And then we haven’t started talking about the ongoing inconsistencies in how we respond to immediate moments of violent action verses the ongoing systemic violence. We claim it is about violence, but when economic exclusion result in directly shortening the lifespan of a vast portion of the world and the country we call for slow processes of development. When student activities risk destruction to property we call for the immediate response of security forces. My pointing this out should in no way condone the moments of setting light to property, of breaking a window, but how do we call on the moral conscience of students when our own moral conscience has become totally numb to the ongoing brutalities and overly aware of the moments on transgression? Such a distortion, obviously not disconnected from the function of the images that we see flowing through our facebook feed (it is difficult to take a photo of a board of directors buying land which results in an old women needing to walk even further to get access to clean water, taking a few years off her life), should, is nothing short of a crisis of discernment, and for those of us who are religious in general and Christian in particular, it is nothing short of a crisis of faith.
Yes, I acknowledge that I struggle to imagine a world without the monopoly on violence that we have given to the nation state. But how many rubber bullets will we justify through the argument that “some students were vandalizing property and intimidating fellow students”? How many bombs dropped from planes will be justify through the reminded that there was someone that strapped a bomb to their body. And in which world to be expect that our moral call for non-violence will be heard while we bracket the state from that call? If I heard Jesus correctly then indeed violence is not part of the agenda. Indeed, Jesus did think that the Kingdom will not come through the use of violence. Jesus also walked close to those who differed from him on this point. And Jesus, it would seem to be, was clear that it was the oppressive violence of occupying forces that was of deeper concern (Dominic Crossan’s The Greatest Prayer is simultaneously historically helpful and spiritually nourishing in this regard).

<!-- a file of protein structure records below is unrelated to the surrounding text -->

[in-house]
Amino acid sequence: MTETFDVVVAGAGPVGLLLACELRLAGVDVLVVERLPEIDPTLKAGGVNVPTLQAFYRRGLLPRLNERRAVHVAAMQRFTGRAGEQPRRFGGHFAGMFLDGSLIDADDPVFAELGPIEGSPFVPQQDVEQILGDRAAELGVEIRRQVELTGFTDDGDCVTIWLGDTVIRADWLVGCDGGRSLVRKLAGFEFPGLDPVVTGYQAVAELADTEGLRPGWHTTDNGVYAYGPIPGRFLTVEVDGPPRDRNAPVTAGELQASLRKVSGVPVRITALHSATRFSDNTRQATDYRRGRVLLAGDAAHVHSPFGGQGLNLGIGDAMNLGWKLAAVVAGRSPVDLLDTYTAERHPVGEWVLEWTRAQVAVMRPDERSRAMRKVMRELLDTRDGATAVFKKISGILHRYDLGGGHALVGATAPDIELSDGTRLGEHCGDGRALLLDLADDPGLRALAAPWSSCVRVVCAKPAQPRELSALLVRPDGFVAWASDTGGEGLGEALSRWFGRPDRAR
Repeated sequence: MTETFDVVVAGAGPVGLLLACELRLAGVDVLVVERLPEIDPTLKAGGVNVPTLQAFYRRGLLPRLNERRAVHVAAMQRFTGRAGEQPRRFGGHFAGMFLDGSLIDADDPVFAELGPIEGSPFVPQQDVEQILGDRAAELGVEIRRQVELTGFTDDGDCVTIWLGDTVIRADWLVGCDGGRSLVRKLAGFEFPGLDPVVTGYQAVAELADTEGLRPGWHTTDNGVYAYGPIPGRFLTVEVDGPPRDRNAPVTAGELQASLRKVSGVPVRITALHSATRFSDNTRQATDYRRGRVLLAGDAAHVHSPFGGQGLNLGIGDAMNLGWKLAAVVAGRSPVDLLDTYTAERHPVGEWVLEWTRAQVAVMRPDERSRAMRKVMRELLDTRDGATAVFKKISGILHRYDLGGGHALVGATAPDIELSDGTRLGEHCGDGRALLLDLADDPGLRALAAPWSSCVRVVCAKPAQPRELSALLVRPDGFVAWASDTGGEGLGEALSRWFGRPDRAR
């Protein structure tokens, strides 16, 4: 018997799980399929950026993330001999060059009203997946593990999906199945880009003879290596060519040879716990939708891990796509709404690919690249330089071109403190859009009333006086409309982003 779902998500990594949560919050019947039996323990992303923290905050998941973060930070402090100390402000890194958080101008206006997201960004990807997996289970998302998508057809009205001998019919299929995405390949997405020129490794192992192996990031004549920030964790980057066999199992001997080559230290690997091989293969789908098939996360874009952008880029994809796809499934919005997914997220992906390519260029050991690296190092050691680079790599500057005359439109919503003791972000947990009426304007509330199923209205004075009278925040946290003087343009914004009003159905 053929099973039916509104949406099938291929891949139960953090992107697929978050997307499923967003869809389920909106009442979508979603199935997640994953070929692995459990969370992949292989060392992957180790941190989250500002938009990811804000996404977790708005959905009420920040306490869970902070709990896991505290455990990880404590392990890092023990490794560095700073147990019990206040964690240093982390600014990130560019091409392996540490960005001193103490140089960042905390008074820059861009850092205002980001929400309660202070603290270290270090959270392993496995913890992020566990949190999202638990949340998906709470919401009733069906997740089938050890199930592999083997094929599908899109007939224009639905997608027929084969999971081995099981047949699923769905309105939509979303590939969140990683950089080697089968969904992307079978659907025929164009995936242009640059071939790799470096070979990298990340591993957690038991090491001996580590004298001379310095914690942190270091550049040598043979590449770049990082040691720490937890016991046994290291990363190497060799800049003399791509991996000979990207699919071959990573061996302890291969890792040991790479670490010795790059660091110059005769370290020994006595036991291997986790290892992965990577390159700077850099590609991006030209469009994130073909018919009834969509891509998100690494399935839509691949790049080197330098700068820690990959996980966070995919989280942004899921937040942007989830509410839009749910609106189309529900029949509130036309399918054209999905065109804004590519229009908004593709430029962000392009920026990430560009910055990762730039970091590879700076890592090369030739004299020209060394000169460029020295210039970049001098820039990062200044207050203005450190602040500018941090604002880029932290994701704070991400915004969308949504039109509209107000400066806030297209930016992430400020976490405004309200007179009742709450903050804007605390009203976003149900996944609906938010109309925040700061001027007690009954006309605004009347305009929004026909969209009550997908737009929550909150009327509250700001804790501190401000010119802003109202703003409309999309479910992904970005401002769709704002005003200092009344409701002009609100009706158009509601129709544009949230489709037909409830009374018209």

In this violent society there might be few things we need more than a commitment to non-violence. But in this distorted society there might be few things which disrupt the quest for non-violence and peace more than our inconsistent insistence on non-violence.
My colleague, friend, and at times sparring partner Dion Forster has been sharing some thoughts on our contemporary losing of faith in Mandela. But his argument require some push-back, so Dion, here is the push-back. I guess we have a bit of a history of pushing back against and together with each other. Let’s continue thinking deeply on this.
Dion’s argument is that post-1994 South Africa has adopted a civil religion. No, not the Methodist Church of which Dion and a large group of high profile ANC members are members, nor a particular form of Charismatic Christianity that many think was drawn into state sanction through the National Religious Leaders Forum (as opposition to the South African Council of Churches who wasn’t towing the line). Rather, this civil religion was our very politics and public ideology itself. To argue this Dion reads major figures and events through religious analogy (and perhaps more than analogy). Mandela as messiah. Tutu as high priest. The Truth and Reconciliation Commission as symbolic ritual and national reconciliation its eschatological (or is that teleological?) goal justified through a doctrine of the rainbow nation. It has a sacred text (the constitution) and hymn (Nkosi sikelel i’Afrika).
In the process Dion repeats a number of criticisms which would have been quite shocking (at least in the mouth of a white university professor from Stellenbosch) until a few years ago, but which has become common today. Mandela’s role in the negotiation process is questioned. The TRC’s forgiveness of perpetrators and lack of compensation for victims is mentioned. The constitution as protecting the privileged is mentioned (Dion does not connect this to section 25, the property clause, but since this is where this critique is most often pointed towards, I would assume that is what he is aiming at) as well as its perceived lack of restorative justice.
In many ways this is a dominent narrative of contemporary critical discourse. What is not entirely clear is whether Dion consider the problem to be in its excesses (it becoming religious, in a sense) or whether he agrees that there is a fundamental critique that is valid, and if there is, what exactly it is? For example, Dion, are you arguing in support of changing the constitution? Perhaps of rejecting the constitution and starting over? Should the so-called negotiated settlement be rejected or renegotiated? What does this narrative make of proposals that a so-called “Nuremberg trial” would have allowed for a deeper resolution to our problems?
But I have a deeper question about the narrative. Two things happen in this narrative. Firstly, the alternative theologies are silenced by presenting this as civil religion on the one hand and by discerning its rejection primarily through recent events. Secondly, the silence on how present critiques draw on alternative visions from the past leaves the future open in this narrative, and Dion then fills the future with a particular vision. Let me explain.